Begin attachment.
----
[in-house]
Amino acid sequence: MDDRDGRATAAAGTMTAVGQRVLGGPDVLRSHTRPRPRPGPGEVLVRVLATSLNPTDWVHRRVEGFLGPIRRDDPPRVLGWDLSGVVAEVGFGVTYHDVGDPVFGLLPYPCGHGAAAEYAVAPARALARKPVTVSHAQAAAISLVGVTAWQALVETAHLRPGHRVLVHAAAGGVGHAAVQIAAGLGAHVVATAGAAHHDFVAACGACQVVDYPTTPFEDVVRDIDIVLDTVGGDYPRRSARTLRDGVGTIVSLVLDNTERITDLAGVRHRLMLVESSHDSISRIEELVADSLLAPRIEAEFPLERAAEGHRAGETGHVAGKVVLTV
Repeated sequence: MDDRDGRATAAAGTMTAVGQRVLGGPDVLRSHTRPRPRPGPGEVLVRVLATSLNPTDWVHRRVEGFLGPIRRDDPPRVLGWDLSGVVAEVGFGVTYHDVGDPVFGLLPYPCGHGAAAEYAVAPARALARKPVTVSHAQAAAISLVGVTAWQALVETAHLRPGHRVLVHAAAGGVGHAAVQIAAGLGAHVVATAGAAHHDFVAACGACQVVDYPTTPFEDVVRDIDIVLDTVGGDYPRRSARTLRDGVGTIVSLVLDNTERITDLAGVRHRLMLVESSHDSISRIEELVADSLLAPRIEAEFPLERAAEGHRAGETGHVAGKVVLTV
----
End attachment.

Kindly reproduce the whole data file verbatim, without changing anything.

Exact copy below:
[in-house]
Amino acid sequence: MDDRDGRATAAAGTMTAVGQRVLGGPDVLRSHTRPRPRPGPGEVLVRVLATSLNPTDWVHRRVEGFLGPIRRDDPPRVLGWDLSGVVAEVGFGVTYHDVGDPVFGLLPYPCGHGAAAEYAVAPARALARKPVTVSHAQAAAISLVGVTAWQALVETAHLRPGHRVLVHAAAGGVGHAAVQIAAGLGAHVVATAGAAHHDFVAACGACQVVDYPTTPFEDVVRDIDIVLDTVGGDYPRRSARTLRDGVGTIVSLVLDNTERITDLAGVRHRLMLVESSHDSISRIEELVADSLLAPRIEAEFPLERAAEGHRAGETGHVAGKVVLTV
Repeated sequence: MDDRDGRATAAAGTMTAVGQRVLGGPDVLRSHTRPRPRPGPGEVLVRVLATSLNPTDWVHRRVEGFLGPIRRDDPPRVLGWDLSGVVAEVGFGVTYHDVGDPVFGLLPYPCGHGAAAEYAVAPARALARKPVTVSHAQAAAISLVGVTAWQALVETAHLRPGHRVLVHAAAGGVGHAAVQIAAGLGAHVVATAGAAHHDFVAACGACQVVDYPTTPFEDVVRDIDIVLDTVGGDYPRRSARTLRDGVGTIVSLVLDNTERITDLAGVRHRLMLVESSHDSISRIEELVADSLLAPRIEAEFPLERAAEGHRAGETGHVAGKVVLTV